Zebulon Native Serves in Japan Aboard Forward-Deployed Ship

Mass Communication Specialist 3rd Class Thedoore Quintana, Navy Office of Community Outreach • September 2017

Zebulon native Seaman Carolina Ramirez

Seaman Carolina Ramirez
Photo courtesy of the U.S. Navy

A 2015 East Wake High School graduate and Zebulon, N.C. native is serving in Japan in the U.S. Navy aboard USS Germantown. Seaman Carolina Ramirez is serving aboard the ship operating out of Sasebo, Japan.

A Navy seaman is responsible for maintaining the material readiness of the ship.

“The best part about being undesignated is that I can familiarize myself with various rates, more than your average sailor can, so when I strike I will be well prepared,” said Ramirez.

With more than 50 percent of the world’s shipping tonnage and a third of the world’s crude oil passing through the region, the U.S. has historic and enduring interests in this part of the world.

“Our alliance is rooted in shared interests and shared values,” said Adm. Harry Harris, U.S. Pacific Command Commander. “It’s not hyperbole to say that the entire world has benefited from the U.S.-Japan alliance. While our alliance helped stabilize the region after the Second World War, it also enabled the Japanese people to bring about an era of unprecedented economic growth. And for the last six decades, our Soldiers, Sailors, Airmen, Marines and Coast Guardsmen have worked side by side with the Japan Self Defense Force to protect and advance peace and freedom.”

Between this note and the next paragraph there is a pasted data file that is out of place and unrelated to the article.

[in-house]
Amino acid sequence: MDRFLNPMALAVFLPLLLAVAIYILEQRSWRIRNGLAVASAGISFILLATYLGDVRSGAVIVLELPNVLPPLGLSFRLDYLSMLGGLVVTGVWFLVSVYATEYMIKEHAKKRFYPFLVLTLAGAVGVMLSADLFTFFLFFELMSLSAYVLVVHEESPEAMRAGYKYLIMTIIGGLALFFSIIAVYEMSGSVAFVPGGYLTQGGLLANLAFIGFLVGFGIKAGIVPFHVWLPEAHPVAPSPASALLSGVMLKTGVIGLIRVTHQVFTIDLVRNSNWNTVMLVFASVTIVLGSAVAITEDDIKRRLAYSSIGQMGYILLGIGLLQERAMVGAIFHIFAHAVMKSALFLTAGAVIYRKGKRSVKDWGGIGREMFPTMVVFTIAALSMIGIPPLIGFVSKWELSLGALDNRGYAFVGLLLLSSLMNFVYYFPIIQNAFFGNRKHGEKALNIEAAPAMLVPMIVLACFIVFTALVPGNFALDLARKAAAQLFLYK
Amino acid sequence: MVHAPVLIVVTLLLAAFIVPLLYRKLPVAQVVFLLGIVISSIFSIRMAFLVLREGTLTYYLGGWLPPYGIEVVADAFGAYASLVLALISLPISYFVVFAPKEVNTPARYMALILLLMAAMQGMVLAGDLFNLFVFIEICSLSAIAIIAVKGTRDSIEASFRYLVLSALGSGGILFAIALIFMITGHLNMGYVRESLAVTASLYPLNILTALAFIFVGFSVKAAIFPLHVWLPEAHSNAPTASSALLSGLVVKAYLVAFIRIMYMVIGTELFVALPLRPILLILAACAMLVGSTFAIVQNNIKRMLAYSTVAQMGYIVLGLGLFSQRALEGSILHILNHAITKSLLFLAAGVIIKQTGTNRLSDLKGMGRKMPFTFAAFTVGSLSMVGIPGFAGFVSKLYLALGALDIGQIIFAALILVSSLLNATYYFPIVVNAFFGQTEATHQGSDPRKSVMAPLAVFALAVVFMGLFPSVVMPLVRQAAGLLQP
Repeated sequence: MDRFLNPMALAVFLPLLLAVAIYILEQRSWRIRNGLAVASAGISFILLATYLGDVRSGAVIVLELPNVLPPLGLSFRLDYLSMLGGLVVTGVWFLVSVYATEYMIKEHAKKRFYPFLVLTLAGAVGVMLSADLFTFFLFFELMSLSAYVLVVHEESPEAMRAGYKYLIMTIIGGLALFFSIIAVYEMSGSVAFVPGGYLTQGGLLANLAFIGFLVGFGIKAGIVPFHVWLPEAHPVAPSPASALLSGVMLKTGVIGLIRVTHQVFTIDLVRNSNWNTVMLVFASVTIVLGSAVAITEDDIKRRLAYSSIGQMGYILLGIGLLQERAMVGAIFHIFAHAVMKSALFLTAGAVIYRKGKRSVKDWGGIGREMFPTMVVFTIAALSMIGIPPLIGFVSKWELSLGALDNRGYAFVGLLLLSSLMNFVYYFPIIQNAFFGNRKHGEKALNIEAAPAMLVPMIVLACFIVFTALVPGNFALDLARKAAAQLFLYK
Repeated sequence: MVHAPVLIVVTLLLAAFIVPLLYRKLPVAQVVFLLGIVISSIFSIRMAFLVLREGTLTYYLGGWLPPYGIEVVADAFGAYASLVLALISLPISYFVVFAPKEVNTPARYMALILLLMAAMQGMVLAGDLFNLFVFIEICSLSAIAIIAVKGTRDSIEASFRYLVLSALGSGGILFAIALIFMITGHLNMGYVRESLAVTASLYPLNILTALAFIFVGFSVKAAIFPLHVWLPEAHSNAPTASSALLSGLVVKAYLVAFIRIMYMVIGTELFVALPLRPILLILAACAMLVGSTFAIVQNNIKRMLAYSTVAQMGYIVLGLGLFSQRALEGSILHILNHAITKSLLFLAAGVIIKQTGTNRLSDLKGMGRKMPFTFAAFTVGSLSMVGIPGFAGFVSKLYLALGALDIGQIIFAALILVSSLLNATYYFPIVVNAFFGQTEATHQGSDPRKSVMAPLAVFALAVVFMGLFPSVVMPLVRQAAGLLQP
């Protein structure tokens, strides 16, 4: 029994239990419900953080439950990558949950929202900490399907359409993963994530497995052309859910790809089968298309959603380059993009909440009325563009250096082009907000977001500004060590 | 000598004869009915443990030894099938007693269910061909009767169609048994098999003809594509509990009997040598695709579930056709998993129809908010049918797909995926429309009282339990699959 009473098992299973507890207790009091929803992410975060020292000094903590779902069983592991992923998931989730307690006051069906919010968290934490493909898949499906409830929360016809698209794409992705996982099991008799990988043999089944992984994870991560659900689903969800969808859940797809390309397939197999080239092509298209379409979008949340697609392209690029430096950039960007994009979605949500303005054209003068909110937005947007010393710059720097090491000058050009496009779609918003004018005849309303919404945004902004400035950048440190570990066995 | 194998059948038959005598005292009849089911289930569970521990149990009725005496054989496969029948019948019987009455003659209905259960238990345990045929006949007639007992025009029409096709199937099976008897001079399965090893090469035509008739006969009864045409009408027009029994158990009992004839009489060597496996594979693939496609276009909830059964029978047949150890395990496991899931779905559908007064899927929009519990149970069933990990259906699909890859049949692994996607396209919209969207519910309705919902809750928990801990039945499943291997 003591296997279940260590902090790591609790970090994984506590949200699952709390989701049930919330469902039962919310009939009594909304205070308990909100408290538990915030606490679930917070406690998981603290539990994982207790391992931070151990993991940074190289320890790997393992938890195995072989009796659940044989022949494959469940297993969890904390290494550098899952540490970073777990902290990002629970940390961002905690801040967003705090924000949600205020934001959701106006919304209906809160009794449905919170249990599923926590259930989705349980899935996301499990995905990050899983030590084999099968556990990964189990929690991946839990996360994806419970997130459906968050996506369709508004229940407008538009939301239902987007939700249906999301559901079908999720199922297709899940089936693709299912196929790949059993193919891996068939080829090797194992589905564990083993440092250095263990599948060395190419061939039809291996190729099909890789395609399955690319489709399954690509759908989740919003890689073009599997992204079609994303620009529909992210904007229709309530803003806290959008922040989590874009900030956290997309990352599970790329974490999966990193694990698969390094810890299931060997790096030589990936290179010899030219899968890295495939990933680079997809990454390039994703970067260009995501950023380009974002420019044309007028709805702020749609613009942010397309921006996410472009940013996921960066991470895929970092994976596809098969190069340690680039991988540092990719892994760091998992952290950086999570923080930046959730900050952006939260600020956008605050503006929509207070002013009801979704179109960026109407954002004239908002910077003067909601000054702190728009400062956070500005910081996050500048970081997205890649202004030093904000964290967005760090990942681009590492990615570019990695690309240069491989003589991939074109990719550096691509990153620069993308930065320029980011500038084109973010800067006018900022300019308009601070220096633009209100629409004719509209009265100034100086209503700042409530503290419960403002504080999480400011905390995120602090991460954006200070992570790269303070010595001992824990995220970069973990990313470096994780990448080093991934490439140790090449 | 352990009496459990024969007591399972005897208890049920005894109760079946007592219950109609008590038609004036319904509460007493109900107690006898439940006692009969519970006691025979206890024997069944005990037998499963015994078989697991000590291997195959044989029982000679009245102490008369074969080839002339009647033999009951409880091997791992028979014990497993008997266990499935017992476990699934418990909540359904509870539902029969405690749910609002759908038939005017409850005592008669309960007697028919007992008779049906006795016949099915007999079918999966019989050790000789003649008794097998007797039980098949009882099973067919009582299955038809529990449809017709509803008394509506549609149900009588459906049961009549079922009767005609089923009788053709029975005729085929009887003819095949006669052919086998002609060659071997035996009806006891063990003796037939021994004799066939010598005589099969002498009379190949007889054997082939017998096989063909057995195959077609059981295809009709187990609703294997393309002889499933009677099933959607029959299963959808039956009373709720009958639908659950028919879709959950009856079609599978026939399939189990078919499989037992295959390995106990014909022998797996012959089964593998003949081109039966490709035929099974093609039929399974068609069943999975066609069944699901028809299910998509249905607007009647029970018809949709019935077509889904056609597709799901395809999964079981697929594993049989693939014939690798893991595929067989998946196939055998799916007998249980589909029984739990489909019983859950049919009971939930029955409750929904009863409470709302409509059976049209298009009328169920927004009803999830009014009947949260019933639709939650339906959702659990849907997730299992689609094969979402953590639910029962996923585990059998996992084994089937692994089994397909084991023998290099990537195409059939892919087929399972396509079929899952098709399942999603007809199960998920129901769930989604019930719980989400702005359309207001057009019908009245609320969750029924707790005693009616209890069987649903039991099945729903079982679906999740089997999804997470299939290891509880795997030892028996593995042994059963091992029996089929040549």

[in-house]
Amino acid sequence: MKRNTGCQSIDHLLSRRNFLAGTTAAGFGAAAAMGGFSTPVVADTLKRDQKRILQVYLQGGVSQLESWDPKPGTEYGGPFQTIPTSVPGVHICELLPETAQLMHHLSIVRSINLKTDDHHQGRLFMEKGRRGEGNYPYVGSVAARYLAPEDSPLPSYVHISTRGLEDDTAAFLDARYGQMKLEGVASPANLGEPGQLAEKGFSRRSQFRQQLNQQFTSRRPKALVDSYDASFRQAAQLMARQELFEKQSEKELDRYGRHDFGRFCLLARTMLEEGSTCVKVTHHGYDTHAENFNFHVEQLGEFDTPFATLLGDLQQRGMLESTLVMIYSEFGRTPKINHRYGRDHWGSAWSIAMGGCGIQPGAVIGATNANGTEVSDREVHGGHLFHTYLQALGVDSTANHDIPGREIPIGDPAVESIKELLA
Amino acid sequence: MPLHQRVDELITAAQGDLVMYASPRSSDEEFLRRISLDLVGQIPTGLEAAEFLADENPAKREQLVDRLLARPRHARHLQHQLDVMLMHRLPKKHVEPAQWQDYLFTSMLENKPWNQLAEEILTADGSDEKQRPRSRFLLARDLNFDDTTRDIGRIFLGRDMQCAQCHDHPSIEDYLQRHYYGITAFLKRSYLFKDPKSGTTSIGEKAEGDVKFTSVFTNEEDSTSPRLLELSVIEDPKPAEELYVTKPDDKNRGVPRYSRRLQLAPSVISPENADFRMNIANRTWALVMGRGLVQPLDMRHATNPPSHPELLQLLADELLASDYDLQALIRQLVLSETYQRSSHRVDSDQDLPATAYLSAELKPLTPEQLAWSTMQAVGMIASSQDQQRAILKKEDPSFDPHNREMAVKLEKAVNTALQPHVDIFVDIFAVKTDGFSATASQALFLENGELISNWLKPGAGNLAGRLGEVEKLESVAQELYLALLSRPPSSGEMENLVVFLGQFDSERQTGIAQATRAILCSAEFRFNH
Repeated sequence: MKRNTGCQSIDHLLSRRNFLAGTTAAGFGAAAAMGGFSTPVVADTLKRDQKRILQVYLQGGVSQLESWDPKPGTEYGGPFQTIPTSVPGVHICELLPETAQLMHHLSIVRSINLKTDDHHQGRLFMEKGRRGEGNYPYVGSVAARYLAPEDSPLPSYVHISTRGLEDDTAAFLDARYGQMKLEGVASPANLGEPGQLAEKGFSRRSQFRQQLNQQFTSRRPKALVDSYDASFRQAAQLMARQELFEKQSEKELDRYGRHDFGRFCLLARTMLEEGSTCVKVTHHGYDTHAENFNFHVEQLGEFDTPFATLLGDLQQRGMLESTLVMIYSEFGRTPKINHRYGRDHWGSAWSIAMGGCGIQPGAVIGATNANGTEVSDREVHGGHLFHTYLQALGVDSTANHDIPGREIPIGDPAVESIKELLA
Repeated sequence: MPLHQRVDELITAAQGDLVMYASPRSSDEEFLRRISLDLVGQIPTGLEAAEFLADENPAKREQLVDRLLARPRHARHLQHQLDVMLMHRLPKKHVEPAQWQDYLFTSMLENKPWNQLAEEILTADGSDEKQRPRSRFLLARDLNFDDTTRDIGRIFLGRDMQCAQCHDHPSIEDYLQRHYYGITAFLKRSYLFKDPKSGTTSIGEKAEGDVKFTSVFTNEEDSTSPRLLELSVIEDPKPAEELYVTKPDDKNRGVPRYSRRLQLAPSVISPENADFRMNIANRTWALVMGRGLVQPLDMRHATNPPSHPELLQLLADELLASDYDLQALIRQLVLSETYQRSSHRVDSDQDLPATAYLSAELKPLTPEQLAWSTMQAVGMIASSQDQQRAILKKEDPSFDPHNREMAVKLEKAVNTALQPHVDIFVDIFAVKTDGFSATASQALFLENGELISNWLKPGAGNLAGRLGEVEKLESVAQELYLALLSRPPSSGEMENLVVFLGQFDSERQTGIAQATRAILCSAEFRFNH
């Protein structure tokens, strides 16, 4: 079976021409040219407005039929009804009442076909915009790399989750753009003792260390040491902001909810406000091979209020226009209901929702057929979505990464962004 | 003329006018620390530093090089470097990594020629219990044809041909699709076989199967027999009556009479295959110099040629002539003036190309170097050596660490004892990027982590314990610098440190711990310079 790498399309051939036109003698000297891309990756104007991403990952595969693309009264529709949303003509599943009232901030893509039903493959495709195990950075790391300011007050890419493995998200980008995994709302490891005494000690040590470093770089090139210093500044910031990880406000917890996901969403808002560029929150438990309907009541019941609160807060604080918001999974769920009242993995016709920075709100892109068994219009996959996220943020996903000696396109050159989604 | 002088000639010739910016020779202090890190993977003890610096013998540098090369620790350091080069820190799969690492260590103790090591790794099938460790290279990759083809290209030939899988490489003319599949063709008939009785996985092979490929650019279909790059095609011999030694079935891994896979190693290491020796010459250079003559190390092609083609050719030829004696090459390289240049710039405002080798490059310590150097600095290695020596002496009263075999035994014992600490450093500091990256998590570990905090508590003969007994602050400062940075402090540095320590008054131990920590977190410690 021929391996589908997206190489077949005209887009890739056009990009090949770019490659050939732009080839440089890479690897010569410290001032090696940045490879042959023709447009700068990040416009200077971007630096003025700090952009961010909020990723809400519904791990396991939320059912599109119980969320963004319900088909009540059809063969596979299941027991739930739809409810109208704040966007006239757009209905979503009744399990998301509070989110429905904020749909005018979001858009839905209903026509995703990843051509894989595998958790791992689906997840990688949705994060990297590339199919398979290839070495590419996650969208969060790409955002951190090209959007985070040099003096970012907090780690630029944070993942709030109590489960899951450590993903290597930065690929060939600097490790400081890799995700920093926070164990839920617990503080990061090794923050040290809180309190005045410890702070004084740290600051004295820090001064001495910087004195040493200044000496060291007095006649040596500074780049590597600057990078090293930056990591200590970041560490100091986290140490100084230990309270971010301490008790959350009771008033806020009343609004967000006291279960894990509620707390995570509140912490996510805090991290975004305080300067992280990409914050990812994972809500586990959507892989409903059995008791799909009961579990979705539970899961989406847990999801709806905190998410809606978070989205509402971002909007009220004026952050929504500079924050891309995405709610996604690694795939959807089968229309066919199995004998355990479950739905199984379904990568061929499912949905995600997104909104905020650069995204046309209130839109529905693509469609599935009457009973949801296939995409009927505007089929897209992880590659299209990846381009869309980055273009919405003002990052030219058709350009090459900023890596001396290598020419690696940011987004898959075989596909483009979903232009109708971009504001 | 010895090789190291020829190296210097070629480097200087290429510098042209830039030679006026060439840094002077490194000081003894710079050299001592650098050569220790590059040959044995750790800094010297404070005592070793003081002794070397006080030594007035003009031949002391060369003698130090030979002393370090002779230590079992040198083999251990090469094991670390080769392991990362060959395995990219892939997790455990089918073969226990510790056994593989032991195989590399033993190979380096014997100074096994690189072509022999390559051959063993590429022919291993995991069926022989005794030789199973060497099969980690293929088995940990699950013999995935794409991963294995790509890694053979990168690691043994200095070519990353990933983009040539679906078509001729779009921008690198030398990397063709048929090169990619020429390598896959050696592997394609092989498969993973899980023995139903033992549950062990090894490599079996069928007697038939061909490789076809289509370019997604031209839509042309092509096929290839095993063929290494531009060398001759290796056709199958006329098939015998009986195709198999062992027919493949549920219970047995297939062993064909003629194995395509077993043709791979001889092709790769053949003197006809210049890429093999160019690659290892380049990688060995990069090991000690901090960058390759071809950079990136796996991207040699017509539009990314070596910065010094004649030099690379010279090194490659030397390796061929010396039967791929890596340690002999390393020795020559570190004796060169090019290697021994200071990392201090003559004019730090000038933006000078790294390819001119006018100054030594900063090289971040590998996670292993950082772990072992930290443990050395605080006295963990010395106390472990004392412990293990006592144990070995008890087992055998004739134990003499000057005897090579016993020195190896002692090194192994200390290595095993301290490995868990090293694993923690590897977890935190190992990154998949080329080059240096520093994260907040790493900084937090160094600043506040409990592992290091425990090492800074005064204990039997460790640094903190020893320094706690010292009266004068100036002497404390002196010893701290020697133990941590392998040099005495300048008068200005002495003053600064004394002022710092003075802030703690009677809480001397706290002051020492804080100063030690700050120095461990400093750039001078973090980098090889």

Commissioned in 1986, Germantown is the second Navy ship named after the Revolutionary War Battle of Germantown. With a crew of more than 900 sailors and Marines, Germantown is 609 feet long and weighs approximately 16,000 tons. Designed specifically to operate landing craft air cushion small craft vessels, Whidbey Island-class dock landing ships have the largest capacity for these landing craft out of any U.S. Navy amphibious ship.

“I love the fact that everyone here at this command is so nice and they really help you a lot, the people here do not let you down, they have your back,” said Ramirez.

Sea duty is inherently arduous and challenging but it builds strong fellowship and esprit de corps among members of the crew. The crew is highly motivated and quickly adapt to changing conditions. It is a busy life of specialized work, watches, and drills.

“Serving in the Navy means that I can fight for my country and at the same time the Navy is making me a better overall person,” said Ramirez.

The Navy’s presence in Sasebo is part a long-standing commitment.

“The U.S.-Japan alliance remains the cornerstone for peace and stability in the Indo-Asia-Pacific region,” said Harris.